The Seventh Amendment is important because it helps ensure fairness in our justice system. Specifically, the Seventh Amendment ensures the right to a trial by jury in civil court cases at the federal level. Unlike criminal cases, in which the government prosecutes the case, civil cases are disputes between two or more individuals, organizations, or companies.
The actual text of the amendment reads as follows:
In Suits at common law, where the value in controversy shall exceed twenty dollars, the right of trial by jury shall be preserved, and no fact tried by a jury, shall be otherwise re-examined in any Court of the United States, than according to the rules of the common law.
To paraphrase, this amendment says that for any civil case dealing with an issue in which more than twenty dollars is at stake, those involved have a right to a trial by a jury of their peers. It also says that no court or judge can later re-examine the jury's finding and overturn it (with a few exceptions).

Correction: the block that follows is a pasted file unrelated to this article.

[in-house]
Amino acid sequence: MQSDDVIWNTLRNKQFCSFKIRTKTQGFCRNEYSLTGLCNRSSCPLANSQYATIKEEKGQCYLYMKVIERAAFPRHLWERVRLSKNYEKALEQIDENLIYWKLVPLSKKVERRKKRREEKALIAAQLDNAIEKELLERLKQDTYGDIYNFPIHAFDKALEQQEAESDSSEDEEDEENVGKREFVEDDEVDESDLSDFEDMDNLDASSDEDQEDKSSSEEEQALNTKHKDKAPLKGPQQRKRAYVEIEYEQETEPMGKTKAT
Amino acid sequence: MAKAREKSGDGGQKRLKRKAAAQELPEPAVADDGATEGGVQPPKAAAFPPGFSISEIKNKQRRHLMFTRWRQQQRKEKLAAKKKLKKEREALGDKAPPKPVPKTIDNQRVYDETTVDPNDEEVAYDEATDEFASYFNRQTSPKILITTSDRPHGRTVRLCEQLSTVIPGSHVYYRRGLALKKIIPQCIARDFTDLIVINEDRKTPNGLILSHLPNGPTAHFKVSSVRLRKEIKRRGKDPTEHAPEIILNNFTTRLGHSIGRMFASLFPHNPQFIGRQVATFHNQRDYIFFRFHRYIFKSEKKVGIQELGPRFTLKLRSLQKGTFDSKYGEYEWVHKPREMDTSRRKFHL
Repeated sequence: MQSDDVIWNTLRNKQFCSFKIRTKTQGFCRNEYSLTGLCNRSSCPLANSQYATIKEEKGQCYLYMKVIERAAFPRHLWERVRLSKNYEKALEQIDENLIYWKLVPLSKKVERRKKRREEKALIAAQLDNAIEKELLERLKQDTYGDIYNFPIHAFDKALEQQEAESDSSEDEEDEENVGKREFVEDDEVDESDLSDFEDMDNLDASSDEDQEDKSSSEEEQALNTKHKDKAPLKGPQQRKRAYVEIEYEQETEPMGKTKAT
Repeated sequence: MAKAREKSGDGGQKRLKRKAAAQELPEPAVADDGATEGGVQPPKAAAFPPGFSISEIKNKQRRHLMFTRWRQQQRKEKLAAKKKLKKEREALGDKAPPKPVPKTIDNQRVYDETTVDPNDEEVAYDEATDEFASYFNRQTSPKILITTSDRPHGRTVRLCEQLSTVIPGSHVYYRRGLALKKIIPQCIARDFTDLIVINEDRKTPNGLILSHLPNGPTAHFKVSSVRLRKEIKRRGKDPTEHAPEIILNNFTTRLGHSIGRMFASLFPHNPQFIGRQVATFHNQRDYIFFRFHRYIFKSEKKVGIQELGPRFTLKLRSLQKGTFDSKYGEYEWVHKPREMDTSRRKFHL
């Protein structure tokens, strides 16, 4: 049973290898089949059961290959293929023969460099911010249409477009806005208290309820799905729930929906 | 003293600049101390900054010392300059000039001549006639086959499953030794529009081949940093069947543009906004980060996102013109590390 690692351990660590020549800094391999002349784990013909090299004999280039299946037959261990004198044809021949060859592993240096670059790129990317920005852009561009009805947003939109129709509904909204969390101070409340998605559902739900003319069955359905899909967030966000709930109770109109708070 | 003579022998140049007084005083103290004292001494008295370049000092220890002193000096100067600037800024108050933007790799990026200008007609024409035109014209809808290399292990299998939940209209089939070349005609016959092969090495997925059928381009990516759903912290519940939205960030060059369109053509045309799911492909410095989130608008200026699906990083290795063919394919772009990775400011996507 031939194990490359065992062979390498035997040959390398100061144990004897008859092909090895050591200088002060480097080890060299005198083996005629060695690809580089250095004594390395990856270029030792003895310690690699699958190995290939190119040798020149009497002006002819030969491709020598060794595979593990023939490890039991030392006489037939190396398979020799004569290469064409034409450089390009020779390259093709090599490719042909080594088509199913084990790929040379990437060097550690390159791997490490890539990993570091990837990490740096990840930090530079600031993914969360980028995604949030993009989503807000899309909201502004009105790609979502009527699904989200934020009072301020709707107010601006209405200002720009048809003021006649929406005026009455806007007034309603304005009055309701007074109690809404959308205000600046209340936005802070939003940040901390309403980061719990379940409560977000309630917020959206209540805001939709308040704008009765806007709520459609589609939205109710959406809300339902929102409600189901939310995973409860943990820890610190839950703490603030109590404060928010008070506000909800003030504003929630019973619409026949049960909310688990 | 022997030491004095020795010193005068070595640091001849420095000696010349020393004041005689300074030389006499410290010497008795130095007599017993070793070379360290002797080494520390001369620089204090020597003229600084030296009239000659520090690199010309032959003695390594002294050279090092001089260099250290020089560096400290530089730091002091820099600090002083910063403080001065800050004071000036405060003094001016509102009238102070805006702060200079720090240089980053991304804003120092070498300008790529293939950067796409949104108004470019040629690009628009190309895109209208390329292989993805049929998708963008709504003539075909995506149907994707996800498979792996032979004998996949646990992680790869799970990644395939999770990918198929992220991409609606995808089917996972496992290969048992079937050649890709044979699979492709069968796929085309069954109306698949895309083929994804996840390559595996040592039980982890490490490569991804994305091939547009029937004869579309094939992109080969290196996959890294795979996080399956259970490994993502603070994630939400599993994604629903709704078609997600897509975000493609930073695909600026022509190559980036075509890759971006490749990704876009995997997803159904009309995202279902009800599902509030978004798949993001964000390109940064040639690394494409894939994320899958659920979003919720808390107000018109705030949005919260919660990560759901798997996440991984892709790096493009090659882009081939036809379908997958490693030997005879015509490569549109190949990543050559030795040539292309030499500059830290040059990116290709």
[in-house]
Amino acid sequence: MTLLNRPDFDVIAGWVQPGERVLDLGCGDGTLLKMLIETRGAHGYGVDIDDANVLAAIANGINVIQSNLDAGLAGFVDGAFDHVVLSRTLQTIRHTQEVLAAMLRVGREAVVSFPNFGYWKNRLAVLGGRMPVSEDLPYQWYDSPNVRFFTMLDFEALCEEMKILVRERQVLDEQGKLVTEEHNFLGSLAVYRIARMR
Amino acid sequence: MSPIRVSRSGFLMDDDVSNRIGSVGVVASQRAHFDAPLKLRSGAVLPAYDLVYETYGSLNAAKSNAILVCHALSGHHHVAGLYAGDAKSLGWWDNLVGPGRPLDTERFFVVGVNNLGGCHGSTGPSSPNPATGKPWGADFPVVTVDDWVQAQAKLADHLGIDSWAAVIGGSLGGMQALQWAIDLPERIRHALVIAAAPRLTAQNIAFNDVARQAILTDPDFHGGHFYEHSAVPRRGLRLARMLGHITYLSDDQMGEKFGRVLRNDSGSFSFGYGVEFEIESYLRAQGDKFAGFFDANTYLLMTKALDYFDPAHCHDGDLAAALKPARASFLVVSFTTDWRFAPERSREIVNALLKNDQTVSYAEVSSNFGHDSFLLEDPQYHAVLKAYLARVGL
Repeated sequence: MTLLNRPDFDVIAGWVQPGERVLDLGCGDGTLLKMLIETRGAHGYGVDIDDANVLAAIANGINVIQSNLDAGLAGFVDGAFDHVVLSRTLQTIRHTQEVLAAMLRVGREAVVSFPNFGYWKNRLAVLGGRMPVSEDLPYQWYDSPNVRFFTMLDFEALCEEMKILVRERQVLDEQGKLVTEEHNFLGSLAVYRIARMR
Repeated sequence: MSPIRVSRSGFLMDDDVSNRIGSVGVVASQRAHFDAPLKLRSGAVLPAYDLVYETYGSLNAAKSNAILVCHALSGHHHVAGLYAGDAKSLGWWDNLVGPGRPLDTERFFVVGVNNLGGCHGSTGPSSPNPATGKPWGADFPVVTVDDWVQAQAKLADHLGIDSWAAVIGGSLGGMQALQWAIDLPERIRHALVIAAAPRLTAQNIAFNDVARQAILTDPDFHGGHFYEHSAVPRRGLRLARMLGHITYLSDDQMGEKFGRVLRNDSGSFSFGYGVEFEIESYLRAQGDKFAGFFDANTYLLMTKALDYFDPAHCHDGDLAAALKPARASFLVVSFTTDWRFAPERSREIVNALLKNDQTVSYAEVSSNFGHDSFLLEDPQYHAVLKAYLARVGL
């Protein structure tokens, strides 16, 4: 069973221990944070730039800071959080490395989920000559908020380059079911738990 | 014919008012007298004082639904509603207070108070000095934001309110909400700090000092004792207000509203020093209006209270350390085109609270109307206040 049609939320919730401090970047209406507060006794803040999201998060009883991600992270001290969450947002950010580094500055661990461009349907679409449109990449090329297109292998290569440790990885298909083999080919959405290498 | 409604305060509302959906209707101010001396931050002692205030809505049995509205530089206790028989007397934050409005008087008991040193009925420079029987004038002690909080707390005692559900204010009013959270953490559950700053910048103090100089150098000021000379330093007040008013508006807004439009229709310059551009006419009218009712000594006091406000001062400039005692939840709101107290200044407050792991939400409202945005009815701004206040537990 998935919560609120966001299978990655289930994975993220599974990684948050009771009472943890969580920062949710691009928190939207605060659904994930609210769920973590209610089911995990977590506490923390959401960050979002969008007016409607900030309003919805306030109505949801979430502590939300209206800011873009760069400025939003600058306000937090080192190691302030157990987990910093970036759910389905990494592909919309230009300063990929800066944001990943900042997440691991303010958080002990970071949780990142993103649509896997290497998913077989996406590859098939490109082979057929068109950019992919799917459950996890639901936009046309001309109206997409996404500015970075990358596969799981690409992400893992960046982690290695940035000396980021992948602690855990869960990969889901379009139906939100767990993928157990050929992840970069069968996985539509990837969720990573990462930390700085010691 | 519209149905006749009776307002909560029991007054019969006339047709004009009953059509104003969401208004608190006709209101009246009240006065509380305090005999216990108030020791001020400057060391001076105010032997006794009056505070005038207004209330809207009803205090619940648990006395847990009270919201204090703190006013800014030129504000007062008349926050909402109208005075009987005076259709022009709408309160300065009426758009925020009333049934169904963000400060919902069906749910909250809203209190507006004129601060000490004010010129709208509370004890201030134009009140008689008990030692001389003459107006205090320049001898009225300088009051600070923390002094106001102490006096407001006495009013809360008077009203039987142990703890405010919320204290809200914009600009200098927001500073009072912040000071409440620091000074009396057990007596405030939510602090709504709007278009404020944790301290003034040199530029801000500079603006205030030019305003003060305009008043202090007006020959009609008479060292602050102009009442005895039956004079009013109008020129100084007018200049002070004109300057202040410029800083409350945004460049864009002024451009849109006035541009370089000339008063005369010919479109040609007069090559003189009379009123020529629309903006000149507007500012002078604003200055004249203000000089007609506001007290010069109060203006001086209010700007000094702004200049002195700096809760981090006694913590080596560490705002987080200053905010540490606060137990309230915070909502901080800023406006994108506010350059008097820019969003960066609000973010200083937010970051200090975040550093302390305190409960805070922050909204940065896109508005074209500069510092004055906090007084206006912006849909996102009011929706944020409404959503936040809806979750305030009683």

If there was no right to jury trial, these sorts of civil disputes would likely have been settled by a judge. When the Bill of Rights was being drafted, Anti-Federalists pushed for the inclusion of the Seventh Amendment because they felt that leaving these cases solely in the hands of a judge would give too much power to the government. They believed the right to a civil jury could help protect litigants against bad laws and biased or corrupt judges.
It is important to note that this amendment only ensures a jury trial for civil cases at the federal level, though most state constitutions have provided for this right at the state level as well.